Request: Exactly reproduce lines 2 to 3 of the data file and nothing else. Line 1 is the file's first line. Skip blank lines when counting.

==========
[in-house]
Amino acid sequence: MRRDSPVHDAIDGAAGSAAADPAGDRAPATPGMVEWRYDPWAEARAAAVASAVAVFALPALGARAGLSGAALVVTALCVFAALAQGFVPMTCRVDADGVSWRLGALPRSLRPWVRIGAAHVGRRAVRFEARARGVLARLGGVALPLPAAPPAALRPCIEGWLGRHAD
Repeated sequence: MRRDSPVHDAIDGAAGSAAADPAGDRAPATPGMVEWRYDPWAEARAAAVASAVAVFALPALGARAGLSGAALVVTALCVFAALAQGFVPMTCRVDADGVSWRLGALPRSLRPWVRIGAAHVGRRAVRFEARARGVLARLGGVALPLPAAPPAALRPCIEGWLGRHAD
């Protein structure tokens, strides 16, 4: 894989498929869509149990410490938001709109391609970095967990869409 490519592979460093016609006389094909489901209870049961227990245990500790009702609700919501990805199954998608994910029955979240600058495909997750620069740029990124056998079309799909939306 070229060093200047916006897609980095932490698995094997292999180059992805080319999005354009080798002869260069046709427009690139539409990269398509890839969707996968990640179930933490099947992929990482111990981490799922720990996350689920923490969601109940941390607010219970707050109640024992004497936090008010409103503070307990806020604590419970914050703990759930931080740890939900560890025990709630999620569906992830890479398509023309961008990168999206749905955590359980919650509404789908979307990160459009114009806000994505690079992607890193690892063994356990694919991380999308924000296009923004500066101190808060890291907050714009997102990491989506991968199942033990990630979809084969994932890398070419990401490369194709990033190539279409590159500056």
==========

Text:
Amino acid sequence: MRRDSPVHDAIDGAAGSAAADPAGDRAPATPGMVEWRYDPWAEARAAAVASAVAVFALPALGARAGLSGAALVVTALCVFAALAQGFVPMTCRVDADGVSWRLGALPRSLRPWVRIGAAHVGRRAVRFEARARGVLARLGGVALPLPAAPPAALRPCIEGWLGRHAD
Repeated sequence: MRRDSPVHDAIDGAAGSAAADPAGDRAPATPGMVEWRYDPWAEARAAAVASAVAVFALPALGARAGLSGAALVVTALCVFAALAQGFVPMTCRVDADGVSWRLGALPRSLRPWVRIGAAHVGRRAVRFEARARGVLARLGGVALPLPAAPPAALRPCIEGWLGRHAD